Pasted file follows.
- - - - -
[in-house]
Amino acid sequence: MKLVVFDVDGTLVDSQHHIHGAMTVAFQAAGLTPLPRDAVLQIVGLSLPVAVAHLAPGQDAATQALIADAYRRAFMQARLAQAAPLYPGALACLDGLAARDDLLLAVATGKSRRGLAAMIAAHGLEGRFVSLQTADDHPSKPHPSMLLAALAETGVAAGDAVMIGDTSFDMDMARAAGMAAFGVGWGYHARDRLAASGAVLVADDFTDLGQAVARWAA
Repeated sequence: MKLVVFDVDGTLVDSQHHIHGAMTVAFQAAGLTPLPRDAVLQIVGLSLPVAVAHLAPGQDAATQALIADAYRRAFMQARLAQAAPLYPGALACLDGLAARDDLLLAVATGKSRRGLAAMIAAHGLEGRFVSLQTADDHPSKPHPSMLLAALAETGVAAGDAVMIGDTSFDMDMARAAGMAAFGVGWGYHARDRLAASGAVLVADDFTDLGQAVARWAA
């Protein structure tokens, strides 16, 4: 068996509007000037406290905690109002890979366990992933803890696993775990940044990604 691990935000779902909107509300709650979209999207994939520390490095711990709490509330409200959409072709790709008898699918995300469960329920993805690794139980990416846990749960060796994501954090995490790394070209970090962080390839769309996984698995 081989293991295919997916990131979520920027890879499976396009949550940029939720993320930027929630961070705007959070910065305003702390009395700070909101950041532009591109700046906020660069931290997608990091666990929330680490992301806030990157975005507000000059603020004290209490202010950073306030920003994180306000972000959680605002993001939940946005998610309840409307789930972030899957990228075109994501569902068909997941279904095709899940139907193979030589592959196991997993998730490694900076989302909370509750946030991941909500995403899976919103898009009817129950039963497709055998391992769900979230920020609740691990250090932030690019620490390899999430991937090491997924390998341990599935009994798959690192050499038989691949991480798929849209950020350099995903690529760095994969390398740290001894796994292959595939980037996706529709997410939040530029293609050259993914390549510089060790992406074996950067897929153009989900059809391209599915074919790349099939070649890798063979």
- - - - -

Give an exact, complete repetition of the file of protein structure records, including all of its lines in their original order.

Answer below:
[in-house]
Amino acid sequence: MKLVVFDVDGTLVDSQHHIHGAMTVAFQAAGLTPLPRDAVLQIVGLSLPVAVAHLAPGQDAATQALIADAYRRAFMQARLAQAAPLYPGALACLDGLAARDDLLLAVATGKSRRGLAAMIAAHGLEGRFVSLQTADDHPSKPHPSMLLAALAETGVAAGDAVMIGDTSFDMDMARAAGMAAFGVGWGYHARDRLAASGAVLVADDFTDLGQAVARWAA
Repeated sequence: MKLVVFDVDGTLVDSQHHIHGAMTVAFQAAGLTPLPRDAVLQIVGLSLPVAVAHLAPGQDAATQALIADAYRRAFMQARLAQAAPLYPGALACLDGLAARDDLLLAVATGKSRRGLAAMIAAHGLEGRFVSLQTADDHPSKPHPSMLLAALAETGVAAGDAVMIGDTSFDMDMARAAGMAAFGVGWGYHARDRLAASGAVLVADDFTDLGQAVARWAA
């Protein structure tokens, strides 16, 4: 068996509007000037406290905690109002890979366990992933803890696993775990940044990604 691990935000779902909107509300709650979209999207994939520390490095711990709490509330409200959409072709790709008898699918995300469960329920993805690794139980990416846990749960060796994501954090995490790394070209970090962080390839769309996984698995 081989293991295919997916990131979520920027890879499976396009949550940029939720993320930027929630961070705007959070910065305003702390009395700070909101950041532009591109700046906020660069931290997608990091666990929330680490992301806030990157975005507000000059603020004290209490202010950073306030920003994180306000972000959680605002993001939940946005998610309840409307789930972030899957990228075109994501569902068909997941279904095709899940139907193979030589592959196991997993998730490694900076989302909370509750946030991941909500995403899976919103898009009817129950039963497709055998391992769900979230920020609740691990250090932030690019620490390899999430991937090491997924390998341990599935009994798959690192050499038989691949991480798929849209950020350099995903690529760095994969390398740290001894796994292959595939980037996706529709997410939040530029293609050259993914390549510089060790992406074996950067897929153009989900059809391209599915074919790349099939070649890798063979």